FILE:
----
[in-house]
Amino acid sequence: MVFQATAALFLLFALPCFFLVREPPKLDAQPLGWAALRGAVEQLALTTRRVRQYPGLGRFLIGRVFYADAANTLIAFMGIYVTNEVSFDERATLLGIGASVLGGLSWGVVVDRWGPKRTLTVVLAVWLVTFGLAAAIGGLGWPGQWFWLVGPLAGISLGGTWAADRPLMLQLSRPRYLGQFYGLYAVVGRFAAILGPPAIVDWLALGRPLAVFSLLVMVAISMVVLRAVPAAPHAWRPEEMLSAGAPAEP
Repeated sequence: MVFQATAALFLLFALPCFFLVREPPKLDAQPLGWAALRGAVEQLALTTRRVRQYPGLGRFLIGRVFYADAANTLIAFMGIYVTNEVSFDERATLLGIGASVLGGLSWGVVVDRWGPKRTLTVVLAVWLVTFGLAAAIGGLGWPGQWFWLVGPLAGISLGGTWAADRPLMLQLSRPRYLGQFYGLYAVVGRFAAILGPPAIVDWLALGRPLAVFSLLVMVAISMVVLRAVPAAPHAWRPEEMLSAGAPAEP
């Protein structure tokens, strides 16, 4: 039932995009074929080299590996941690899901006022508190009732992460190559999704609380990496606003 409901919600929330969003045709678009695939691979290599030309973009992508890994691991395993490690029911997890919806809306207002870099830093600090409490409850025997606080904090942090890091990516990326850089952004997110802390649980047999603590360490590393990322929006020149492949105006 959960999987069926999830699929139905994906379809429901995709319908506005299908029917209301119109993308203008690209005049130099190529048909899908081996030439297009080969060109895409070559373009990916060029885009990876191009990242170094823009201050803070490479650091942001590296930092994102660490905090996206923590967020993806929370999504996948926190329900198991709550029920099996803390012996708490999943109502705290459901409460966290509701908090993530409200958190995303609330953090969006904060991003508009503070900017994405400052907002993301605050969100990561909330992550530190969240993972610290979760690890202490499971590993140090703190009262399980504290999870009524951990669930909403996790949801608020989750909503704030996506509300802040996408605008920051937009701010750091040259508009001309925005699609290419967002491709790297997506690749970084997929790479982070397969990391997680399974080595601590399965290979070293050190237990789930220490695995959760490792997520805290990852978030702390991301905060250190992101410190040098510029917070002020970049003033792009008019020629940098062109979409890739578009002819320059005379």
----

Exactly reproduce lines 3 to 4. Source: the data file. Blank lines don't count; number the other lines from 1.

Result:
Repeated sequence: MVFQATAALFLLFALPCFFLVREPPKLDAQPLGWAALRGAVEQLALTTRRVRQYPGLGRFLIGRVFYADAANTLIAFMGIYVTNEVSFDERATLLGIGASVLGGLSWGVVVDRWGPKRTLTVVLAVWLVTFGLAAAIGGLGWPGQWFWLVGPLAGISLGGTWAADRPLMLQLSRPRYLGQFYGLYAVVGRFAAILGPPAIVDWLALGRPLAVFSLLVMVAISMVVLRAVPAAPHAWRPEEMLSAGAPAEP
């Protein structure tokens, strides 16, 4: 039932995009074929080299590996941690899901006022508190009732992460190559999704609380990496606003 409901919600929330969003045709678009695939691979290599030309973009992508890994691991395993490690029911997890919806809306207002870099830093600090409490409850025997606080904090942090890091990516990326850089952004997110802390649980047999603590360490590393990322929006020149492949105006 959960999987069926999830699929139905994906379809429901995709319908506005299908029917209301119109993308203008690209005049130099190529048909899908081996030439297009080969060109895409070559373009990916060029885009990876191009990242170094823009201050803070490479650091942001590296930092994102660490905090996206923590967020993806929370999504996948926190329900198991709550029920099996803390012996708490999943109502705290459901409460966290509701908090993530409200958190995303609330953090969006904060991003508009503070900017994405400052907002993301605050969100990561909330992550530190969240993972610290979760690890202490499971590993140090703190009262399980504290999870009524951990669930909403996790949801608020989750909503704030996506509300802040996408605008920051937009701010750091040259508009001309925005699609290419967002491709790297997506690749970084997929790479982070397969990391997680399974080595601590399965290979070293050190237990789930220490695995959760490792997520805290990852978030702390991301905060250190992101410190040098510029917070002020970049003033792009008019020629940098062109979409890739578009002819320059005379």